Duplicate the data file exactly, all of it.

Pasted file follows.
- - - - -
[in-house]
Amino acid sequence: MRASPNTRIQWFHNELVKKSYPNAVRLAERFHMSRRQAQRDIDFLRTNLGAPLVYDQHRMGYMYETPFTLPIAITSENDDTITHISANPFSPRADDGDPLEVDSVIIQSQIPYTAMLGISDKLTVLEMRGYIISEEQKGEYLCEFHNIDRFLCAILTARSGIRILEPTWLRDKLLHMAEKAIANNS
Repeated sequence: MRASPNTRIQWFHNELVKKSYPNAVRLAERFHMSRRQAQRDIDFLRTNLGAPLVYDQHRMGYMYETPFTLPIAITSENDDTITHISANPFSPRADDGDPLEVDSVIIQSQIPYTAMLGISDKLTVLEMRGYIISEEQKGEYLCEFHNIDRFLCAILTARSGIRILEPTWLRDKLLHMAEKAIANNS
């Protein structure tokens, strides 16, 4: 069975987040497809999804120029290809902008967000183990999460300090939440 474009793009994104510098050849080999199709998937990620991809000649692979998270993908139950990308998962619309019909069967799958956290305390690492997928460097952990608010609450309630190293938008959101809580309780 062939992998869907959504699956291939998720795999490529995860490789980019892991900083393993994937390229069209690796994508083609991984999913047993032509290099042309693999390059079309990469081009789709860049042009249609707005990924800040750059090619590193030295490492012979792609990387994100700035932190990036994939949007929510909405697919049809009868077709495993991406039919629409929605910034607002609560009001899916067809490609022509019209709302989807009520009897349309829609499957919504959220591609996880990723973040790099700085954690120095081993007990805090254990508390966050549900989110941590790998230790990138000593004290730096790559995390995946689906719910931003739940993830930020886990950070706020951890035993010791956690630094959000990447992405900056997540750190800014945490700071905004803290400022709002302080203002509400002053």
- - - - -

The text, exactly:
[in-house]
Amino acid sequence: MRASPNTRIQWFHNELVKKSYPNAVRLAERFHMSRRQAQRDIDFLRTNLGAPLVYDQHRMGYMYETPFTLPIAITSENDDTITHISANPFSPRADDGDPLEVDSVIIQSQIPYTAMLGISDKLTVLEMRGYIISEEQKGEYLCEFHNIDRFLCAILTARSGIRILEPTWLRDKLLHMAEKAIANNS
Repeated sequence: MRASPNTRIQWFHNELVKKSYPNAVRLAERFHMSRRQAQRDIDFLRTNLGAPLVYDQHRMGYMYETPFTLPIAITSENDDTITHISANPFSPRADDGDPLEVDSVIIQSQIPYTAMLGISDKLTVLEMRGYIISEEQKGEYLCEFHNIDRFLCAILTARSGIRILEPTWLRDKLLHMAEKAIANNS
């Protein structure tokens, strides 16, 4: 069975987040497809999804120029290809902008967000183990999460300090939440 474009793009994104510098050849080999199709998937990620991809000649692979998270993908139950990308998962619309019909069967799958956290305390690492997928460097952990608010609450309630190293938008959101809580309780 062939992998869907959504699956291939998720795999490529995860490789980019892991900083393993994937390229069209690796994508083609991984999913047993032509290099042309693999390059079309990469081009789709860049042009249609707005990924800040750059090619590193030295490492012979792609990387994100700035932190990036994939949007929510909405697919049809009868077709495993991406039919629409929605910034607002609560009001899916067809490609022509019209709302989807009520009897349309829609499957919504959220591609996880990723973040790099700085954690120095081993007990805090254990508390966050549900989110941590790998230790990138000593004290730096790559995390995946689906719910931003739940993830930020886990950070706020951890035993010791956690630094959000990447992405900056997540750190800014945490700071905004803290400022709002302080203002509400002053």